noodles.



  8. #8
    Sqwertz Guest

    Default Re: Dumplings

    On Wed, 11 Apr 2012 16:13:34 GMT, l, not -l wrote:

    > While shopping the frozen food section at the supermarket, I noticed a
    > package of Mary B's Dumplings, made by Homade Foods Inc. The package
    > contained 24 ounces of thin (about 1/8") stips of uncooked dumplings.


    There was a thread about these not too long ago. Another brand was
    mentioned as well:

    http://www.marzetti.com/products/rea...ings-12-oz.htm

    Which may be easier to find since they're a national brand (Marzetti).

    I've also seen an Amish (sounding) brand that is in dried form. big
    thick noodle squares. I tried those and was not impressed at all.

    -sw

  9. #9
    isw Guest

    Default Re: Dumplings

    In article <[email protected]>,
    [email protected] (Judy Haffner) wrote:

    > Polly wrote:
    >
    > >Big difference there, Judy. 'Southern
    > > dumplings' are not light and fluffy, more
    > > like rolled ver thin, dried a little and
    > > boiled in broth. Seems like the origin is
    > > Dutch. I have no idea how the South
    > > came to do dumplings a Dutch way.

    >
    > Not being Dutch OR from the South <G> I've never heard of rolled
    > dumplings, nor ever eaten them.


    Well, try this, then; it's a family recipe from Arkansas:

    Chicken and Dumplings

    Ingredients:

    1 lb. bone-in, skin-on chicken breasts and thighs
    1 qt. prepared chicken stock
    2 cups flour
    1 tsp. salt
    1/2 tsp. white pepper
    1 1/2 Tbsp. vegetable shortening such as Crisco
    1/2 cup buttermilk, about

    Directions:

    Place the chicken stock and an equal amount of water in a large pot.
    Rinse chicken parts, place in pot, and bring to simmer over low to
    medium heat (try not to boil). simmer at about 180-190 F for 45 minutes
    to an hour. Remove chicken to a plate to cool. Add another quart of
    water, and strengthen flavor with a bit of chicken base, if desired.

    Prepare dumplings:
    In a large bowl, mix flour, pepper, and salt. Use a pastry cutter or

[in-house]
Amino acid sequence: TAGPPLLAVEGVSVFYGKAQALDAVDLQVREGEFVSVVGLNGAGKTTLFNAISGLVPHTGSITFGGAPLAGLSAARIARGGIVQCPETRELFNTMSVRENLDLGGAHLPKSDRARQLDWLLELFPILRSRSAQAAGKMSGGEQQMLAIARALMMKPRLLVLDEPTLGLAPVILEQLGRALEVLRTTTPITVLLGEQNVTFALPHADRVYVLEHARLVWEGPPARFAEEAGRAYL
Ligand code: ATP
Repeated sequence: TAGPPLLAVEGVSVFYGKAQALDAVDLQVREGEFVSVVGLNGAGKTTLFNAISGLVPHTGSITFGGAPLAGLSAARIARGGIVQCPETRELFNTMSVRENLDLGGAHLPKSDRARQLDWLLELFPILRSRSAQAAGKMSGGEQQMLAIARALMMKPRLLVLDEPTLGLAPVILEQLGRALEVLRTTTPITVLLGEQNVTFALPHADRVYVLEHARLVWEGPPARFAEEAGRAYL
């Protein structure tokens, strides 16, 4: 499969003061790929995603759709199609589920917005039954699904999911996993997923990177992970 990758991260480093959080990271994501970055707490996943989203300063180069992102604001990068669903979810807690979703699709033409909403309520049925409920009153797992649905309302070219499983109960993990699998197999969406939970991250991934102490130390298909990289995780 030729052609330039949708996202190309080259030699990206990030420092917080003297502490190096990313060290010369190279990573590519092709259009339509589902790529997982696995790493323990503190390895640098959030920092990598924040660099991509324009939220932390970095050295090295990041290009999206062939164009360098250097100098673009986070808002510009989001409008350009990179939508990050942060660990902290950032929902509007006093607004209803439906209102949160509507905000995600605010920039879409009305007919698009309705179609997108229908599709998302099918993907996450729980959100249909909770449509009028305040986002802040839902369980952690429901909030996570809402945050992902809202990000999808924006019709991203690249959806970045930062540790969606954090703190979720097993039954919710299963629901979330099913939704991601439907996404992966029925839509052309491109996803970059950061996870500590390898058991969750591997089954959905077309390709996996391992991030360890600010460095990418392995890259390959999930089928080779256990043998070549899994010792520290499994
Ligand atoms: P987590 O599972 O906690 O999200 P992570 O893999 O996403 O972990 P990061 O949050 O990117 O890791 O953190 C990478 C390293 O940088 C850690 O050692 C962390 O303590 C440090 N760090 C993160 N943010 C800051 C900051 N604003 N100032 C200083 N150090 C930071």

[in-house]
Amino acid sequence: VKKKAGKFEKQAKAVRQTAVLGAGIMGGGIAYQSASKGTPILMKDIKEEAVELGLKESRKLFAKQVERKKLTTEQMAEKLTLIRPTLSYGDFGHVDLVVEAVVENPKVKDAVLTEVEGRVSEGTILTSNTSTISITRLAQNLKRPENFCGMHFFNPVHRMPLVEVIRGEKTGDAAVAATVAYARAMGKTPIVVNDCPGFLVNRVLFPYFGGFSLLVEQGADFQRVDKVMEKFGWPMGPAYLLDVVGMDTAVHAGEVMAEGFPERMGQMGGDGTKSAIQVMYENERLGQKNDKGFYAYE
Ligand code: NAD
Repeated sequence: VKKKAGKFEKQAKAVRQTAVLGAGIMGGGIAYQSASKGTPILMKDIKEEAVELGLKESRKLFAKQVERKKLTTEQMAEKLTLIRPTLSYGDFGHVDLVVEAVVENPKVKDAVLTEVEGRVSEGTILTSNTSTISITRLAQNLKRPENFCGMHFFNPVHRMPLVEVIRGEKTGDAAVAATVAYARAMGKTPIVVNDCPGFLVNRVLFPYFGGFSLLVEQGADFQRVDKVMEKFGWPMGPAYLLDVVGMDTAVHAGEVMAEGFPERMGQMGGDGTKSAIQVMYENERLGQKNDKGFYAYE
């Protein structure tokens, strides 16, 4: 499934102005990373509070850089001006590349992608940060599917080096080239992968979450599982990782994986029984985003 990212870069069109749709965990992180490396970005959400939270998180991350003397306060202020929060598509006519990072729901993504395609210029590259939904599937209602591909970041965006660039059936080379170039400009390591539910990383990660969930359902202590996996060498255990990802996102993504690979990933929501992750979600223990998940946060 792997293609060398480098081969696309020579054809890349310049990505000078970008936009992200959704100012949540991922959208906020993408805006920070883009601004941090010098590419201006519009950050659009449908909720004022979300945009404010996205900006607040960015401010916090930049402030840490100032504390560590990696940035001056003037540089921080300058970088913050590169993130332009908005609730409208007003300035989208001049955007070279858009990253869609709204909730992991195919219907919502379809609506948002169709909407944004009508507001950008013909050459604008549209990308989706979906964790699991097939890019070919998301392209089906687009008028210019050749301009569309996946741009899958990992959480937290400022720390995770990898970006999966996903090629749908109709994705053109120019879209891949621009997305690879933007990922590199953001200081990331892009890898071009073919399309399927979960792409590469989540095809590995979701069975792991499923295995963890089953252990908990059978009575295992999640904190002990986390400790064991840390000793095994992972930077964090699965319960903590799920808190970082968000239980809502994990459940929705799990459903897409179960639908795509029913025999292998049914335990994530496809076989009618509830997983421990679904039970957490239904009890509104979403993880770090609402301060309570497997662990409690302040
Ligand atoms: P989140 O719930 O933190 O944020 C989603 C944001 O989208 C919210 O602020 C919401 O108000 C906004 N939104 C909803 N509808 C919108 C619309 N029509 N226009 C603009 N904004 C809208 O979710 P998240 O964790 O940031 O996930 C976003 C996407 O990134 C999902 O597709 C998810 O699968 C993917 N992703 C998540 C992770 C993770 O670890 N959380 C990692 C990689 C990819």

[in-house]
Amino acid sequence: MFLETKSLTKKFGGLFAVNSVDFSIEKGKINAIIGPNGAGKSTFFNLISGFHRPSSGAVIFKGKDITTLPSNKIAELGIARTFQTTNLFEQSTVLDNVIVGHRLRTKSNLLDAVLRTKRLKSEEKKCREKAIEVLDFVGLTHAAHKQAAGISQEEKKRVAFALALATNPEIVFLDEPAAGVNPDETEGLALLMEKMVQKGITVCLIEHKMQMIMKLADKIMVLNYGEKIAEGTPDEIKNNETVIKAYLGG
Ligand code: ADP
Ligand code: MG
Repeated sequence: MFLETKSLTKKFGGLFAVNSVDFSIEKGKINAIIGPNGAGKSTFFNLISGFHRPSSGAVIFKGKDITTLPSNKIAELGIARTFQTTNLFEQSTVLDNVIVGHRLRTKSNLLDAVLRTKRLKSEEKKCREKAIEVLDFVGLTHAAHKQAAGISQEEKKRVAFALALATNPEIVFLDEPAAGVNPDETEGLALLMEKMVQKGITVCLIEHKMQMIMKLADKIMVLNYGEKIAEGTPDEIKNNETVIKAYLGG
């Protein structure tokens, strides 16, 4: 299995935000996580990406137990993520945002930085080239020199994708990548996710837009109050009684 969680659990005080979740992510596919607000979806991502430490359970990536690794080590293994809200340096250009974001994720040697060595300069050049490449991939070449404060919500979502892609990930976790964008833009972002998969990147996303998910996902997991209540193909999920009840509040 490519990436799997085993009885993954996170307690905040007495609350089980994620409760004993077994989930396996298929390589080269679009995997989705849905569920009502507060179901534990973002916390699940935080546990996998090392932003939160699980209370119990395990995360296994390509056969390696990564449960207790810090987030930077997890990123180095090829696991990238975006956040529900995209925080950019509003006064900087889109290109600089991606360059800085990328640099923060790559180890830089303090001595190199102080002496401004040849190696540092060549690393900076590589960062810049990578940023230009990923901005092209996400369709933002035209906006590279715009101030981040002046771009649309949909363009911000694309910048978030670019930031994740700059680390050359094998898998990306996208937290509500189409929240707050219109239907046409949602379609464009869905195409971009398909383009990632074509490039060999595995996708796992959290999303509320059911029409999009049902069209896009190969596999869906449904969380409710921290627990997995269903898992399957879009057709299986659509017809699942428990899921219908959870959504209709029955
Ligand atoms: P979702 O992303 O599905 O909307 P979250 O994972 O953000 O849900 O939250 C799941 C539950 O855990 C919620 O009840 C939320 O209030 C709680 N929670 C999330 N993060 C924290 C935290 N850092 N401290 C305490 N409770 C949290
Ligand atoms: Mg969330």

fingers to work shortening into flour. Add buttermilk and hot broth
    alternately to form a stiff dough (should take about one cup of liquid
    *total*). Divide dough in half. Roll out one half on floured surface to
    pie-crust thickness (about 1/8"). Cut into one-inch-wide strips, and
    picking up a few strips at the time, stretch and tear off inch-long
    pieces and drop them into the *boiling* broth, stirring from time to
    time to prevent sticking (if broth is not boiling, dumplings may fuse
    into one large mass). Repeat with other half of dough. After all
    dumplings have been added, reduce heat and simmer, stirring
    occasionally, for about fifteen minutes, or until "raw flour" taste is
    gone from dumplings.

    Meanwhile, remove meat from cooled chicken pieces, and discard bones,
    gristle, and skin. Cut meat into spoon-sized pieces or shred, as
    desired, and add to simmering pot when dumplings are almost done.

    Serve in bowls as a thick soup.

    Leftovers (if any) can be refrigerated for a few days, and "revived" in
    a microwave just fine, although a bit of water might be needed to make
    up for what the dumplings will have absorbed.

    Beef stock and boiled beef would work, too, and my grandmother used to
    make it that way about as often as with chicken.

    --

    I know these are sort of odd "dumplings" but that's what they were
    called, and I never knew my grandmother or my mother to make any other
    kind (the "fluffy" ones). Both of them used to make the dumplings
    "drier", so they could be served on a plate, like rice or mashed
    potatoes. I like them more like a thick soup.

    Isaac

  10. #10
    KenK Guest

    Default Re: Dumplings

    [email protected] (Judy Haffner) wrote in news:573-4F85EA1E-1323
    @storefull-3252.bay.webtv.net:

    >
    > l,*not*-l wrote:
    >
    >>I was recently reminded of my dear,
    >> departed grandmothers dumplings. * I
    >> hadn't had decent
    >> chicken-and-dumplings since 1960,
    >> when my grandfather died and my
    >> grandmother moved to away to live with
    >> my aunt.

    >
    > I've always used the recipe in my old Betty Crocker cookbook, and is

    the
    > one my mother always used too for soups, etc. They are always light and
    > fluffy.
    >
    > Dumplings
    >
    > Stir together in a bowl:
    > 1-1/2 cups flour
    > 2 tsp. baking powder
    > 3/4 tsp. salt
    >
    > Cut in (with pastry blender):
    > 3 tbsp. shortening
    >
    > Add: 3/4 cup milk at once, stirring only until blended, and no flour
    > shows...do NOT over-mix. Immediately drop by spoonfuls onto chicken or
    > meat in boiling meat stock. Cook slowly for 10 minutes UNCOVERED, and

    10
    > minutes more, tightly covered. To prevent soggy dumplings, do NOT use
    > self basting cover, or lift lid until the cooking time is up. Makes
    > about 9 or 10 good sized dumplings.
    >


    This is almost exactly the same recipe I inherited from my mother, and